Although much further into the future, technology has the potential to facilitate screening by using digital biomarkers rather than self-report [63]. For example, the diagnosis of behavioral health disorders can be automatically assessed using speech processing and voice biomarkers. This technology can intuitively fit with existing voice technologies such as IVR [64]. For such data to be clinically meaningful, digital phenotypes of common behavioral health disorders will need to be well-established and validated; such research is currently in its infancy [65,66]. Although the CoCM was initially designed for depression, our review suggests that a diversity of disorders can be addressed in this context [17,50,55,67]. Automation can facilitate this by screening for a wider range of common behavioral disorders than is currently feasible in traditional, in-person, provider-administered screening processes [68]. This can then facilitate more targeted referral and earlier interventions [52]. Taken together, integrating these diverse data sources can enhance multimodal assessment and diagnosis of behavioral health disorders.

Remote Monitoring

Another core CoCM feature is its reliance on measurement-based care and systematic monitoring to guide clinical decisions. Our results suggest that technology can support this, particularly with the use of mobile apps, which can solicit symptom rating scales from patients at regularly set intervals [53]. This method supports measurement-based care by allowing a much more frequent collection of patient-reported outcomes than is currently possible in the interval clinical assessment model. If funneled into the electronic medical records, these data can then generate alerts to PCPs that would trigger an intervention from the BHCM if indicated [46]. Our results reinforce the idea that without integration into existing medical records and workflows, these data can actually be burdensome to staff, who would now have to consult multiple platforms to obtain clinical information [15,58]. Measurement-based care can be further enhanced by technology that allows for asynchronous communication between patients and the BHCM. Chat communication can reinforce therapeutic alliances, increase adherence to symptom reporting, and reduce the likelihood of treatment failure, thus improving clinical outcomes [22,57,58].

A future direction for digital and mobile health technologies in measurement-based care involves unobtrusive monitoring with connected devices, in particular mobile phones and wearable devices [69]. Patient-generated data can help measure clinical variables such as activity, sleep, and socialization, supporting measurement-based care and clinical decision-making and ultimately delivering personalized interventions when needed [66,70,71]. To date, these technologies have not been investigated as part of the CoCM but provide opportunities for future research and practice.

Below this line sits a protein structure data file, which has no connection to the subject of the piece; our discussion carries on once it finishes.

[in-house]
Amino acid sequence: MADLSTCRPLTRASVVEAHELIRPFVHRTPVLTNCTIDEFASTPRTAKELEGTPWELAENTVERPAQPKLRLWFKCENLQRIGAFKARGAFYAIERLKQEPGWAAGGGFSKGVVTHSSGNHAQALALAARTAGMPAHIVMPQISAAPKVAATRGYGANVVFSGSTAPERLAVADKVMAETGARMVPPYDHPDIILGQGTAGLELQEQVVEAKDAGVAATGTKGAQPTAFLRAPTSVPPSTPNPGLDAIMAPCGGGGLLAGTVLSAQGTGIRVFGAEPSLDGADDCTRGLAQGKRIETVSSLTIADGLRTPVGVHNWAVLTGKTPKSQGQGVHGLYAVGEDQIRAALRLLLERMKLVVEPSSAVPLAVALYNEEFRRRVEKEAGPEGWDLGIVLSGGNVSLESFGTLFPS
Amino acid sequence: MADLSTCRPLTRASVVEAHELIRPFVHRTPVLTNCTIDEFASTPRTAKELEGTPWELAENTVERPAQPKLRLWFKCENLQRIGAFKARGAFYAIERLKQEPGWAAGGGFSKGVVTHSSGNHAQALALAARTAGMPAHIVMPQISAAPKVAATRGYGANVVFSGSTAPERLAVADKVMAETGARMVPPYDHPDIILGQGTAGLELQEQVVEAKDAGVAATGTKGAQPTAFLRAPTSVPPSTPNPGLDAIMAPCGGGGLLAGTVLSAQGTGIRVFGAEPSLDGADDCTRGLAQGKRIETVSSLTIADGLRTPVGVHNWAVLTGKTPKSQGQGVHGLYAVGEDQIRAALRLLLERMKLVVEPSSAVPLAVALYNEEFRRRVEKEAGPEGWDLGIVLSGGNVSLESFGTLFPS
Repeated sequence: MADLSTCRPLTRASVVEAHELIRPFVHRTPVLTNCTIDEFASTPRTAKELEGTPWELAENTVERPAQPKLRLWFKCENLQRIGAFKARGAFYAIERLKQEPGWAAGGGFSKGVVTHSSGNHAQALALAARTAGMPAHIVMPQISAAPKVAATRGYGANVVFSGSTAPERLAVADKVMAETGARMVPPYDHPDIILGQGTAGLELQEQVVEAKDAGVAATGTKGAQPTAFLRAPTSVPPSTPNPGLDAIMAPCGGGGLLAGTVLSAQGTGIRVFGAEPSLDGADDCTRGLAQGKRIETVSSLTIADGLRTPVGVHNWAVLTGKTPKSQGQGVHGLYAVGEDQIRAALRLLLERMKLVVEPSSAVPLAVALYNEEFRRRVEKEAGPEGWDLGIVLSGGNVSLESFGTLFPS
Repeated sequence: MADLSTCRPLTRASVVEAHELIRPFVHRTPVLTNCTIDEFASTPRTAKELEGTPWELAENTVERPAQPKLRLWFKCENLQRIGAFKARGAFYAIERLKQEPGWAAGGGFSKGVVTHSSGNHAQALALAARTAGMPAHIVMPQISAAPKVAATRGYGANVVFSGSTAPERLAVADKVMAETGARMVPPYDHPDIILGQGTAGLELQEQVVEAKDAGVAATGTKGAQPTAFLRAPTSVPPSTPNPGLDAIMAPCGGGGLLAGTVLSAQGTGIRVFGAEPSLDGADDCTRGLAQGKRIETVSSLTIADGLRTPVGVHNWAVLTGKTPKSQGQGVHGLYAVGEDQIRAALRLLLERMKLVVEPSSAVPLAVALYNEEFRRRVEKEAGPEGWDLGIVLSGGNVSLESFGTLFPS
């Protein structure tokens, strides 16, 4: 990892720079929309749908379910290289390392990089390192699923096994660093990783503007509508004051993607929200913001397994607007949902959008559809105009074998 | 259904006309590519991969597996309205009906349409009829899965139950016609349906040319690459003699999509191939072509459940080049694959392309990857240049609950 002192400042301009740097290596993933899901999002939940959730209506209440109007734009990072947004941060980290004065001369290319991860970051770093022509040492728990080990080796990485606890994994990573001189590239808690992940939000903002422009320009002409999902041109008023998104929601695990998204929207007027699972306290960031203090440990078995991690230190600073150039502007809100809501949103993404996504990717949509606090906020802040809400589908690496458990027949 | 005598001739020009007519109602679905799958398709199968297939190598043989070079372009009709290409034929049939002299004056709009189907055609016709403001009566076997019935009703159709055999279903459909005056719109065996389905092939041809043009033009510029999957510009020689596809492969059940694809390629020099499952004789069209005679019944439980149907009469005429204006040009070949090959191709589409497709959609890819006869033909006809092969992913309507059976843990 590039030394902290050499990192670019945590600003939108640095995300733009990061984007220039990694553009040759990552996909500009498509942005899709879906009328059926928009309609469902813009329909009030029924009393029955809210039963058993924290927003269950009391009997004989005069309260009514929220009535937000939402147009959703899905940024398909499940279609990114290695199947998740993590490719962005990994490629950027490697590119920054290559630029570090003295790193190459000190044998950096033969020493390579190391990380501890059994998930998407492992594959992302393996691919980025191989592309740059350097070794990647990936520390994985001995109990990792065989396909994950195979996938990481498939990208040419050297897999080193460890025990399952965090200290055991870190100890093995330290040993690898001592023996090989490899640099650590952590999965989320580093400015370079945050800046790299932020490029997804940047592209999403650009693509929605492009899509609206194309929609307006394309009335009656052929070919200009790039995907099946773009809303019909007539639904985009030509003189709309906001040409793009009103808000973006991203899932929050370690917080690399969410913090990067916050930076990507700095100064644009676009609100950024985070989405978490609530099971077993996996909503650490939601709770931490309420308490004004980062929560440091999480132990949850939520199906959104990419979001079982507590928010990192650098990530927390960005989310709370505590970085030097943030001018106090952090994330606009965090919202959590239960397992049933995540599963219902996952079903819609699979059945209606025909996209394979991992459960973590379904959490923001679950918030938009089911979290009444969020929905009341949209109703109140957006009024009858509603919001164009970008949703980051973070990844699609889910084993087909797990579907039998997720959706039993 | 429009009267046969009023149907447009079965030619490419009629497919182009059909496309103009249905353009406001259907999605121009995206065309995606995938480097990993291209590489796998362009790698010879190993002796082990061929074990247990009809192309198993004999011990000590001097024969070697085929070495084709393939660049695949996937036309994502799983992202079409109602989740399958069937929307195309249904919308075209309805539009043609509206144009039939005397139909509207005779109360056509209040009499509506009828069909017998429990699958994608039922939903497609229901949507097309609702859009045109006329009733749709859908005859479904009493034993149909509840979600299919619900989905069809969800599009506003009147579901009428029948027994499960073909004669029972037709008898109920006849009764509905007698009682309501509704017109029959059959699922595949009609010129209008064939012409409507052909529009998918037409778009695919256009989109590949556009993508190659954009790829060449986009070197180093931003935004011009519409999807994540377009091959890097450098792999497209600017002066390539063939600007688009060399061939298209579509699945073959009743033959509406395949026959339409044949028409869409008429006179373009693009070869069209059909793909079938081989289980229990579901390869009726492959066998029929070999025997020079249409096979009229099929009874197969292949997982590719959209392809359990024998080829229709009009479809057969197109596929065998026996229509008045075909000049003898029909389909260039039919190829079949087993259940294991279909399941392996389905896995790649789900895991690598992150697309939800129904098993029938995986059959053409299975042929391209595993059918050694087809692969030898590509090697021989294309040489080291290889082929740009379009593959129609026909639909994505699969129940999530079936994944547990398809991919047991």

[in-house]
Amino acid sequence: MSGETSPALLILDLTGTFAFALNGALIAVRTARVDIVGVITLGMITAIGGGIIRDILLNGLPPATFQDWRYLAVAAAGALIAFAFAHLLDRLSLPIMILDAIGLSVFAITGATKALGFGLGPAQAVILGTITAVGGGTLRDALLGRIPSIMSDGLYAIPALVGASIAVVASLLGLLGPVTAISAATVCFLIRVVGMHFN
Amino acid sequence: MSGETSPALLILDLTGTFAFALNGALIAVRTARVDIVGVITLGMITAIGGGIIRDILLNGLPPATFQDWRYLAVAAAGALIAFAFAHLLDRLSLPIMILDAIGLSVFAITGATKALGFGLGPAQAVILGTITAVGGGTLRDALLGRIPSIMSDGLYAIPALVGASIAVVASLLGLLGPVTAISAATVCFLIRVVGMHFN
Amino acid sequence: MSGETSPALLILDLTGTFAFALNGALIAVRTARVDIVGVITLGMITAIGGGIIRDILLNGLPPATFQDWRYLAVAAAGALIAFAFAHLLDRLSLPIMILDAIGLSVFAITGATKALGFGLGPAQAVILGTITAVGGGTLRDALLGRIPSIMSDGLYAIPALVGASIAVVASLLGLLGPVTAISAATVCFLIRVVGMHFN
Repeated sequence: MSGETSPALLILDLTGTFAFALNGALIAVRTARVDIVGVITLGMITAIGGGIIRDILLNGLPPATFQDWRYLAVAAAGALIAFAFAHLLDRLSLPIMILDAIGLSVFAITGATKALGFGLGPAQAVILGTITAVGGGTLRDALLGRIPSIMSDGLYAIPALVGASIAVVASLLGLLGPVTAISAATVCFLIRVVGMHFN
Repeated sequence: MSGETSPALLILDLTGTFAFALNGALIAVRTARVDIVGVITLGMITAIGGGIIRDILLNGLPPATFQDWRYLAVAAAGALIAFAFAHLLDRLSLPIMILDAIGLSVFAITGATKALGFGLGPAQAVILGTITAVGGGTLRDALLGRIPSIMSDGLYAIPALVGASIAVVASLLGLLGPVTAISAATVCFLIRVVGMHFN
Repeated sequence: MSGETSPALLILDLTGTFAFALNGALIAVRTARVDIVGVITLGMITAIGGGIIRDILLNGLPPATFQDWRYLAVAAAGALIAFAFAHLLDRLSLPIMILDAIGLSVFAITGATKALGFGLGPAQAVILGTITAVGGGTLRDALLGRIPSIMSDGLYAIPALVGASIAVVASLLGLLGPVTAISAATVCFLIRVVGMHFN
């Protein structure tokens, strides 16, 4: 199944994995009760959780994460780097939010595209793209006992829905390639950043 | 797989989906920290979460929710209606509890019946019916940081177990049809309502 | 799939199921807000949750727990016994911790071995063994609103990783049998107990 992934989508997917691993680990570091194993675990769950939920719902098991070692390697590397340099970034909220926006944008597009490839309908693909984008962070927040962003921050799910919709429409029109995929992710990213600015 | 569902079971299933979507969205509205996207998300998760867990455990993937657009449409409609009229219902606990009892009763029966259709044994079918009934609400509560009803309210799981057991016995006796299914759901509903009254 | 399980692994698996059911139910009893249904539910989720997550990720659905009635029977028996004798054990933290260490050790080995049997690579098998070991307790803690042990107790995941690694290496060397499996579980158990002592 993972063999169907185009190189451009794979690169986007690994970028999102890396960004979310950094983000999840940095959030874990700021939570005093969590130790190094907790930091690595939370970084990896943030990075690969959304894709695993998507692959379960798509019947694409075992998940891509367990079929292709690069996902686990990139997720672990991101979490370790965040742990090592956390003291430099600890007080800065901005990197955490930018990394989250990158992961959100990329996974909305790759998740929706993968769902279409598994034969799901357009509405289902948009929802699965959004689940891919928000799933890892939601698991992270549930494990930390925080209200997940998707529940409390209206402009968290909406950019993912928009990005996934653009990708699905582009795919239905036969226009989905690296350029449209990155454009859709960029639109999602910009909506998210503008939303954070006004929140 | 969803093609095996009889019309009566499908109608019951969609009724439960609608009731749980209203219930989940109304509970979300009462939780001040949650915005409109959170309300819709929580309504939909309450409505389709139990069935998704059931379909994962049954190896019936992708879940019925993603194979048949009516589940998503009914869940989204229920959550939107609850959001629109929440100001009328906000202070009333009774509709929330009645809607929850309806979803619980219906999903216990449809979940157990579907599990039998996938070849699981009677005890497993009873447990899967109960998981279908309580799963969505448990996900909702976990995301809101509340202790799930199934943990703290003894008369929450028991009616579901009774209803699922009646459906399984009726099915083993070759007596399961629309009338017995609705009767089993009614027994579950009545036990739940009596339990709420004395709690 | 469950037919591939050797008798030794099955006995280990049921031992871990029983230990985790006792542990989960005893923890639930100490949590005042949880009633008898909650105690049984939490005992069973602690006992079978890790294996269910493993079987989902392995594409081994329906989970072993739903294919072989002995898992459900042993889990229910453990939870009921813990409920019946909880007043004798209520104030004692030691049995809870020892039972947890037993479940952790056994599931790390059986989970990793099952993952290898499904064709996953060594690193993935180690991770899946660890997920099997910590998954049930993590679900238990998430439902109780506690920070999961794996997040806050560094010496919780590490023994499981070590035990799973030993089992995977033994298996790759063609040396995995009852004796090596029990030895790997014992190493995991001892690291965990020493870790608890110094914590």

Digital and mobile health technology can facilitate and scale treatment as part of the CoCM. For example, providing psychoeducational material is a basic intervention that was implemented in most of the studies in this review [15,35,46,49-51,53,54,57]. Mobile apps can allow the BHCM to monitor and nudge patients to engage with psychoeducational materials or provide automatic reminders. Higher engagement can be achieved by personalizing the technological solutions to deliver the right treatment, in the right amount, and at the right time [72-74]. This would require future research to identify the pathways for personalization. Most of the studies in this review showed improvement in clinical outcomes; however, most also implemented multiple technologies at once. To help personalize treatment, future research can more systematically identify therapeutic elements that directly relate to outcomes.

Digital and mobile health technologies can also help to facilitate more active treatment modules. For example, our review identified the preliminary use of cognitive behavioral therapy–based web-based treatments as part of technological implementation in CC [57,75]. Although a large number of therapy-based apps exist in commercial marketplaces, there is a dearth of research evaluating these apps in clinical practice [76,77]. If research were to show that these tools have meaningful clinical applications, their use could significantly scale the ability of CC to provide psychotherapy as treatment. There is also an opportunity to explore more novel treatment options that include virtual reality and other digital therapeutics and mindfulness-based interventions [27]. Future research should uncover which of these potential technologies are feasible and effective in CoCM settings.

Sustainability and Challenges in Implementation of Digital and Mobile Health Technology

Research suggests that the implementation of digital and mobile health technologies in behavioral health care requires the addition of a new team member—a digital health coach—who might help patients and providers navigate digital interventions [78]. This can pose a challenge to the cost-effectiveness of digital technology. The structure of the CoCM has an advantage over standard primary care settings because of the existence of the BHCM, who could potentially act as a digital health navigator, and because of the infrastructure that already exists for collaboration between team members in this model.